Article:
In September last year, Piers Harley and I climbed the Devon sea cliff classic Moonraker (HVS 5a). All went to plan and we had a brilliant time. Since nice days beside the seaside rarely make for an interesting read we thought it might be better to combine our photos with an account of a very different experience on Moonraker. Here's an excerpt from Mick Fowler's Vertical Pleasure - The Secret Life Of The Taxman that's well worth a read...
Goddess of Gloom (HVS 5a) in blue and Moonraker (HVS 5a) in red. Both of these climbs are accessed by a steep down climb and lengthy sea traverse from the right.
We had somehow squeezed four into the minivan and I ended up climbing with Mike Hunt, another keen enthusiast from the Croydon Club, with whom Mike Morrison had done a few climbs. One of the rumours about him was hat he'd climbed a HVS in the Avon Gorge with a rope around his neck! As Mike and I descended the tricky wall down to the platform at the start of the traverse, it became clear that we ha badly misjudged the tides and wee in for an attempt at the high level traverse. After our previous efforts, Pete Biven had assured us that Mike Morrison had previously passed the hardest section and that the whole of the upper traverse was about VS standard. After an hour or so of taking it in turns to get frightened on overhanging greasy rock five metres above a boiling sea, I could only conclude that neither of us were capable of soloing VS. with the tide well in now, an awkward section was necessary to cross a steep wall and regain the platform. Having wobbled my way across I paused to wait for Mike Hunt who was beginning to look distinctly cold and unhappy after an unexpectedly large wave had caught him unawares at the back of the cave.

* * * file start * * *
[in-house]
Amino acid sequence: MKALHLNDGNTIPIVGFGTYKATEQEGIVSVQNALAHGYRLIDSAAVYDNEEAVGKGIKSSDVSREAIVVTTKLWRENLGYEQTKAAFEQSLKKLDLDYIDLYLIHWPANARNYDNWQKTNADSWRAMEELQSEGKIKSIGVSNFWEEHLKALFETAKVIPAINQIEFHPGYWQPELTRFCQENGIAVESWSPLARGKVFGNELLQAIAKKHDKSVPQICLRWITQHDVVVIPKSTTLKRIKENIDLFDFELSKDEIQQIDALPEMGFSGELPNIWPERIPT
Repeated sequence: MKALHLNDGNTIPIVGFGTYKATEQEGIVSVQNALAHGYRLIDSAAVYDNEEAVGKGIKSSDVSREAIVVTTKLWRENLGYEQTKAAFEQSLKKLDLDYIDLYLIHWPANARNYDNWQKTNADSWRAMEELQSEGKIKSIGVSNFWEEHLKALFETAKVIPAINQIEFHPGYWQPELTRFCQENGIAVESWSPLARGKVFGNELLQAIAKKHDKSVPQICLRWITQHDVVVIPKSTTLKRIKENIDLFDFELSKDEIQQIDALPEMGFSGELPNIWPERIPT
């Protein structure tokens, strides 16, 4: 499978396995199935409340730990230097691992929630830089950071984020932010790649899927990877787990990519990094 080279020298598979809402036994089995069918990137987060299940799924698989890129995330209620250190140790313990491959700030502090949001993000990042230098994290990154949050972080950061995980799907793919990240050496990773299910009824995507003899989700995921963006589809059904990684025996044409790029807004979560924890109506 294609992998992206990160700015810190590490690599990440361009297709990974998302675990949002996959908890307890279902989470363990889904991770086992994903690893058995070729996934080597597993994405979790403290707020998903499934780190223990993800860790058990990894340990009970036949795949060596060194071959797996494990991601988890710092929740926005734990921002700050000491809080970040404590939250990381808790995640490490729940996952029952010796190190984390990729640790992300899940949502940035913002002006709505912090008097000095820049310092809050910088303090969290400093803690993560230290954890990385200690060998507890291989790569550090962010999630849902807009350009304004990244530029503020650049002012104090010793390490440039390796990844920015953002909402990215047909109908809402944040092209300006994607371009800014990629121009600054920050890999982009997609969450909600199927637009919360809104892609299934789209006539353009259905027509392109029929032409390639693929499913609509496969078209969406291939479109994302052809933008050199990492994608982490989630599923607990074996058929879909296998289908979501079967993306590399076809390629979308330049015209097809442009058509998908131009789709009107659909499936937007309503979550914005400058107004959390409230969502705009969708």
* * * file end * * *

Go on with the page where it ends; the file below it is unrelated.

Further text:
The steep down climb to the start of the traverse. An intimidating proposition! A slip from here would result in a long fall into the sea.
At first, I thought it was hilarious when he lost contact with the rock altogether and laughed mercilessly at the floundering body struggling to retain contact. A panic stricken thrashing body suddenly convinced me that all was not well. Initially I thought that perhaps he could not swim and discarded my camera in order to prepare for an heroic rescue mission.
Fortunately for me though, before I launched myself gracefully into the water he was swept out on to a wave-washed rock about 3 metres clear of the platform. He seemed to have swallowed a lot of water and tolled around like an ungainly walrus trying to stand up. For the first time it struck me that something more serious might be wrong. There was no doubt about it - one shoulder was distinctly lower than the other, but then I had not exactly studied his physique closely and thought this might possibly be the norm.
Our first view of the traverse. Fortunately the sea was calm and the tide was out. Mick and his partner encountered very different conditions!
Mike was extremely controlled about the whole affair: "I've dislocated my shoulder", he spluttered.
It seemed that his deformity was not his usual physical state after all.
"Don't worry". It was all I could think to say and seemed a pitifully inappropriate comment, especially coming from a very poor swimmer in whom the injured had absolutely no option but to have complete faith.